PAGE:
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Will Medtronic's Twelve Buy Expedite Growth in Mitral Valves?

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In an attempt to enter the billion dollar transcatheter mitral valve replacement (TMVR) market, Medtronic plc (MDT - Free Report) recently agreed to purchase California-based medical device startup – Twelve, Inc. – for a total cash-and debt-free amount of $458 million. The transaction is expected to close in Oct 2015.

Notably, Twelve was formed through the twelfth spin-off by premier medical device incubator, The Foundry. Twelve is focused on developing a TMVR device that is yet to be commercialized.

On closure of the deal, Medtronic will pay $408 million to Twelve and the remaining $50 million will be payed once Twelve’s TMVR device wins CE Mark approval in Europe. Medtronic will incorporate Twelve’s TMVR device as part of its Coronary & Structural Heart division within the Cardiac and Vascular Group. 

Mitral valve regurgitation, a heart valve disorder characterized by backflow of blood, affected roughly 1.7% of the entire U.S. population in 2014 – comprising the largest segment of the total U.S. population suffering from heart valve-related disorders.

Twelve’s TMVR technology has been designed to treat inoperable patients suffering from mitral valve regurgitation. Post-acquisition, Medtronic believes this promising TMVR device, which incorporates a novel technology, will act as a significant growth opportunity for the company. This, in turn, will facilitate Medtronic’s expansion in the TMVR space.

Management at Medtronic expects this buyout to meet the company’s long-term financial metrics. Further, Medtronic expects the net impact from this deal to be neutral to earnings as the company intends to offset the dilutive impact of the transaction.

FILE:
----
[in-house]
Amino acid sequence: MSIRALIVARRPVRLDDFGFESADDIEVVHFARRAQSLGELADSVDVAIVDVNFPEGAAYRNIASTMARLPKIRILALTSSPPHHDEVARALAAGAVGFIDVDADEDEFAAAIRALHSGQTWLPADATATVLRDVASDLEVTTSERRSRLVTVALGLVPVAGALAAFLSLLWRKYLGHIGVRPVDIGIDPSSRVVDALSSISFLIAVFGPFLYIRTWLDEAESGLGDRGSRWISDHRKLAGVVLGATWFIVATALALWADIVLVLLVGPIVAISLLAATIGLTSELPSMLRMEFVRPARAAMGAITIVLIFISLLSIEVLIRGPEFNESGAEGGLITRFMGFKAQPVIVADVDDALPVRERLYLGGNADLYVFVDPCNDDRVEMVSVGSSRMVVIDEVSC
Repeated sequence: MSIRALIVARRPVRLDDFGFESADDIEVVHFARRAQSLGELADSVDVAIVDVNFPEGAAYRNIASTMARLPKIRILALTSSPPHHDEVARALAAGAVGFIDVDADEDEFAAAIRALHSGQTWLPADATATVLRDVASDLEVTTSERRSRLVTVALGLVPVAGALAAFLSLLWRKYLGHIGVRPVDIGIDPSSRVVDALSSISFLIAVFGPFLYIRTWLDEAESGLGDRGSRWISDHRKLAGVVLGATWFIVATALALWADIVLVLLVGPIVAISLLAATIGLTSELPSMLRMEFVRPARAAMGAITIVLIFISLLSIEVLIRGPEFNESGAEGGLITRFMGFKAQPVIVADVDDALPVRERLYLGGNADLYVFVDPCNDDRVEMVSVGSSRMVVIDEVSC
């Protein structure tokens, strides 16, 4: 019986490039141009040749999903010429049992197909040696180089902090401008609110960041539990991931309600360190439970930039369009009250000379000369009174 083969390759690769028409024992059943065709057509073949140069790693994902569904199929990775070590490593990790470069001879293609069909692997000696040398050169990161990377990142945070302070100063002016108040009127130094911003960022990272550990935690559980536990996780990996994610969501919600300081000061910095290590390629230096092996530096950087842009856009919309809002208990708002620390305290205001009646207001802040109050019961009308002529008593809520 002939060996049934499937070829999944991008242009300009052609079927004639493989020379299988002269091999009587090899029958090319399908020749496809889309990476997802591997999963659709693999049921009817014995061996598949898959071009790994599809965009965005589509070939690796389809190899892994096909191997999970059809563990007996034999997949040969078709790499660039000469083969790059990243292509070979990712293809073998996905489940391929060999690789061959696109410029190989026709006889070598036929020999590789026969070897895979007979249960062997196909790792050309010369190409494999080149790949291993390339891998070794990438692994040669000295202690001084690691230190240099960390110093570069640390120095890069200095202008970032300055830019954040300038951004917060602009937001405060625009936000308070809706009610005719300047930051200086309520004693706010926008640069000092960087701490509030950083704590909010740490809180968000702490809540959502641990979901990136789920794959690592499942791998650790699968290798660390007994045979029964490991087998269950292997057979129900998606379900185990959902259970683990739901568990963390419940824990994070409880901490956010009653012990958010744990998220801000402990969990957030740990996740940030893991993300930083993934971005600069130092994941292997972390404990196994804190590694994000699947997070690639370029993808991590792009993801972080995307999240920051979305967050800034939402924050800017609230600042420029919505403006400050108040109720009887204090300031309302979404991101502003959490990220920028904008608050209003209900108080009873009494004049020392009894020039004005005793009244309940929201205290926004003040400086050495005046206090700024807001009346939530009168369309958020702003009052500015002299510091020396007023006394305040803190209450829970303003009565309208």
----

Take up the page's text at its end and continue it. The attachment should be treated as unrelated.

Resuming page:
If we delve deeper into the TMVR market, we may note that currently, there exists no single approved TMVR device to treat mitral valve regurgitation. No doubt, an array ofmedical device developers, such as Medtronic, is currently targeting to make an impactful foray into this relatively underpenetrated market.

With this aim in view, in July 2015, Edwards Lifesciences Corp. (EW - Free Report) agreed to buy CardiAQ Valve Technologies – a privately held medical device developer of percutaneous mitral heart valve replacement system – for $400 million.

Following suit, Abbott Laboratories (ABT - Free Report) announced that it will acquire the remaining equities of Minnesota-based Tendyne (those that it already did not own), which is focused on developing minimally invasive mitral valve replacement therapies, for a total price of $250 million. Separately, Abbott also invested in Cephea Valve Technologies to develop a catheter-based mitral valve replacement therapy and secured an option to buy the company outright ona future date.

According to marketing analytics firm GlobalData, the compound annual growth rate (CAGR) for transcatheter aortic valve replacement (TAVR) market will increase 19.7% from 2013 to more than $3 billion in 2020. Since the TMVR patient population is almost four times the TAVR patient population, there is no doubt that the TMVR market will be worth more than the TAVR market.

We expect that the Twelve buyout will enable Medtronic to capture a considerable share of this huge market potential. However, since other medical device majors (as mentioned above) are also targeting to invade this market, how fast Medtronic manages to get the approval for the TMVR device is the crucial point. 

Currently, Medtronic carries a Zacks Rank #4 (Sell), while both Edwards Lifesciences and Abbott retain a Zacks Rank #3 (Hold). Abetter-ranked medical product stock is ICU Medical, Inc. (ICUI - Free Report) , with a Zacks Rank #1 (Strong Buy).

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